29. Pierson, P. (2001). Coping with Permanent Austerity: Welfare State Restructuring in Affluent Democracies, in P. Pierson (ed.), The New Politics of the Welfare State, Oxford: Oxford University Press.CrossRefGoogle Scholar
  30. Sassen, S. (1998). Globalization and Its Discontents: Essays on the New Mobility of People and Money, New York: The New Press.Google Scholar
  31. So, A. Y. (1999). Hong Kong’s Embattled Democracy: A Societal Analysis, Baltimore, MD: Johns Hopkins University Press.Google Scholar
  32. Social Welfare Department (1998). Support for Self-Reliance: Report on Review of the Comprehensive Social Security Assistance Scheme, Hong Kong: Government Printer.Google Scholar
  33. — (2000). Social Welfare Services Lump Sum Grant Manual, Edition 2, Hong Kong: Government Printer.Google Scholar
  34. Tang, K. L. (1998). Colonial State and Social Policy: Social Welfare Development in Hong Kong 1842–1997, Lanham, MD: University Press of America.Google Scholar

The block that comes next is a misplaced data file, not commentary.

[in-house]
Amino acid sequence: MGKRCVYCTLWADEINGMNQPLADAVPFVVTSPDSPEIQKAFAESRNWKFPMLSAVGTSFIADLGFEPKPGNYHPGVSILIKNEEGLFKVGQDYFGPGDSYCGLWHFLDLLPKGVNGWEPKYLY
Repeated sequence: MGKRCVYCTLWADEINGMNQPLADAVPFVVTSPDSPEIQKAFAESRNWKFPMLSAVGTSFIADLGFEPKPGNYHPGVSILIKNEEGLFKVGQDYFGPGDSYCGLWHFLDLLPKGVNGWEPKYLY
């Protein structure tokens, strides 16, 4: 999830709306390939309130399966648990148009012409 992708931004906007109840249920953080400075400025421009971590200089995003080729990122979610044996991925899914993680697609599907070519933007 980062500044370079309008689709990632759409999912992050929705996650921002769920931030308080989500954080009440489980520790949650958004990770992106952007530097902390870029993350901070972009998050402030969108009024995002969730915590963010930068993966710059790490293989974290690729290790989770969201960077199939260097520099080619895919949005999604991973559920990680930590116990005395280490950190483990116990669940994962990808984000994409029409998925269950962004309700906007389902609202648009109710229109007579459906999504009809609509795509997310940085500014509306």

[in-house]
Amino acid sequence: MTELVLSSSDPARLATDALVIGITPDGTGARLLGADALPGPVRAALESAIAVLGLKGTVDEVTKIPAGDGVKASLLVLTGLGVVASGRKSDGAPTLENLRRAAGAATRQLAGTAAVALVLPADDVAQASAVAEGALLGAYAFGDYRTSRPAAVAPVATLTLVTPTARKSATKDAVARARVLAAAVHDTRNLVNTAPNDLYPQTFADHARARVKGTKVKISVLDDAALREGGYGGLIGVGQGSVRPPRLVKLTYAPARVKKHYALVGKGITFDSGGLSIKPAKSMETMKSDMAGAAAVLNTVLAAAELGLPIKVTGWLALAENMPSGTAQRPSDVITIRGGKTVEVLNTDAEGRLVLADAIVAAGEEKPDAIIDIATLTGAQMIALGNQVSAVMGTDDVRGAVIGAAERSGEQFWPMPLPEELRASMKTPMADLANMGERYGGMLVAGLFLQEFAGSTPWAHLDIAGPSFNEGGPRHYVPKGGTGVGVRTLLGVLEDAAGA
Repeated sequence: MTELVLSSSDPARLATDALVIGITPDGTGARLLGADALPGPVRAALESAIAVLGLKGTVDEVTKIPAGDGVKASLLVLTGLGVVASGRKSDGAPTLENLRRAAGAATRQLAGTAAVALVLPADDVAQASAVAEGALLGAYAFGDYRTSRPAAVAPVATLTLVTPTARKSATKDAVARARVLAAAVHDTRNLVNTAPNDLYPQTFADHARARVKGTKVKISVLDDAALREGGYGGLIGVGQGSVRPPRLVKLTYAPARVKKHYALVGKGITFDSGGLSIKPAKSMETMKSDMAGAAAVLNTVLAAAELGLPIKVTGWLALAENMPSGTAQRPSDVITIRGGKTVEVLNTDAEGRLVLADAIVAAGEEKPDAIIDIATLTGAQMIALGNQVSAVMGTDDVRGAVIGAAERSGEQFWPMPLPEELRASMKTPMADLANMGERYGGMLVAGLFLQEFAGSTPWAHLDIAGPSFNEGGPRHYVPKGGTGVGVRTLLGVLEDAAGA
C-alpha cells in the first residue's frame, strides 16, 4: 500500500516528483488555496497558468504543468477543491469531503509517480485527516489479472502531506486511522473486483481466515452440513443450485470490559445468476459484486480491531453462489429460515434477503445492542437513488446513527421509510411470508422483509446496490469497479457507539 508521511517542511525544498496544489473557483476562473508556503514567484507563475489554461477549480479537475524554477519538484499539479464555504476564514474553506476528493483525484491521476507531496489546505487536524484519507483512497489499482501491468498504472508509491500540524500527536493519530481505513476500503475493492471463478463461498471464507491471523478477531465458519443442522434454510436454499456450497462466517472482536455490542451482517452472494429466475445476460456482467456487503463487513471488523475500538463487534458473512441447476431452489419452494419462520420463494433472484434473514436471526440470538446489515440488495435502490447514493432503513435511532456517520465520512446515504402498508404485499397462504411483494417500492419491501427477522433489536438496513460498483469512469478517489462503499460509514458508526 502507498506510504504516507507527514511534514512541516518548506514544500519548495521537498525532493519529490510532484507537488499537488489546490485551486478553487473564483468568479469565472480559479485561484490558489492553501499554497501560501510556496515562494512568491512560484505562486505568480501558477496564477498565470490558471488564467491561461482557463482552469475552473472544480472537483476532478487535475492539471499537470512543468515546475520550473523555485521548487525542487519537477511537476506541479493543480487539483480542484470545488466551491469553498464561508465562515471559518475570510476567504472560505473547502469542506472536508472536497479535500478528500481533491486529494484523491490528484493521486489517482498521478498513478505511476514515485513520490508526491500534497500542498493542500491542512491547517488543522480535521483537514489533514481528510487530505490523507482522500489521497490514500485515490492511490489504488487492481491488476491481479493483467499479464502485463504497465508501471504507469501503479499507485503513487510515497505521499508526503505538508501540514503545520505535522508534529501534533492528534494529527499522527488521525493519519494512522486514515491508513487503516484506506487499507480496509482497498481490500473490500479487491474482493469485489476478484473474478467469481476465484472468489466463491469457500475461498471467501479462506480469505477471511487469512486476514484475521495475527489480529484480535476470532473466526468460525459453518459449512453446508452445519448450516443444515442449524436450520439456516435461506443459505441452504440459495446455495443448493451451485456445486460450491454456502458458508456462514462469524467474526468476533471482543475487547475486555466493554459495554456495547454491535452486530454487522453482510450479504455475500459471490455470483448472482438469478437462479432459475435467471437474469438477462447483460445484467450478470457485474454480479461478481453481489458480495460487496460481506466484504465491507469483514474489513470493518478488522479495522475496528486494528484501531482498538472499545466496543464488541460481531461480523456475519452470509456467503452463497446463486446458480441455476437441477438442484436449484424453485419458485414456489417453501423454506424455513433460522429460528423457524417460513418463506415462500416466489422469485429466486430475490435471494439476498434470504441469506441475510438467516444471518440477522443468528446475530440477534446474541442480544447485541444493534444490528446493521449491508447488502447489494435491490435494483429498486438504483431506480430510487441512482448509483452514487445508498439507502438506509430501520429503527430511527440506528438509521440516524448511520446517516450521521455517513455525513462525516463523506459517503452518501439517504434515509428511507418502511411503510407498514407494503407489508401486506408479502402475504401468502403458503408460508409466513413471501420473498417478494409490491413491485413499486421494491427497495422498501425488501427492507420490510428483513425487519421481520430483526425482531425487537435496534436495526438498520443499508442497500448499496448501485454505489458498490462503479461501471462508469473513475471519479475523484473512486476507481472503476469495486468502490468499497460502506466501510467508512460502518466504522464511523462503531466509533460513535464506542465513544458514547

35. Tang, S. H. (1994). The Political Economy of Fiscal Policy in Hong Kong: A Historical Perspective, in B. K. P. Leung and T. Y. C. Wong (eds), 25 Years of Social and Economic Development in Hong Kong, Hong Kong: Centre of Asian Studies. Hong Kong University Press.Google Scholar
  36. Tsai, M. C. (2001). Dependency, the State and Class in the Neoliberal Transition of Taiwan, Third World Quarterly, 22, 359–79.CrossRefGoogle Scholar
  37. Tsang, W. (1994a). Behind the Land of Abundant Opportunities, in S-K. Lau, M-K. Lee, P-S. Wan and S-C. Wong (eds), 25 Years of Social and Economic Development in Hong Kong, Hong Kong: Centre of Asian Studies. Hong Kong University Press.Google Scholar
  38. — (1994b). Consolidation of a Class Structure: Changes in the Class Structure of Hong Kong, in L. M. Lau, Siu-Kai, Wan Po-san and Wong Siu-lun (eds), Inequalities and Development: Social Stratification in Chinese Societies, Hong Kong: Hong Kong Institute of Asia-Pacific Studies, The Chinese University of Hong Kong.Google Scholar
  39. Tung, C. H. (1996). Building a 21st Century Hong Kong Together, Hong Kong.Google Scholar

Copyright information

© UNRISD 2005

Authors and Affiliations

  • Eliza W. Y. Lee

There are no affiliations available

Personalised recommendations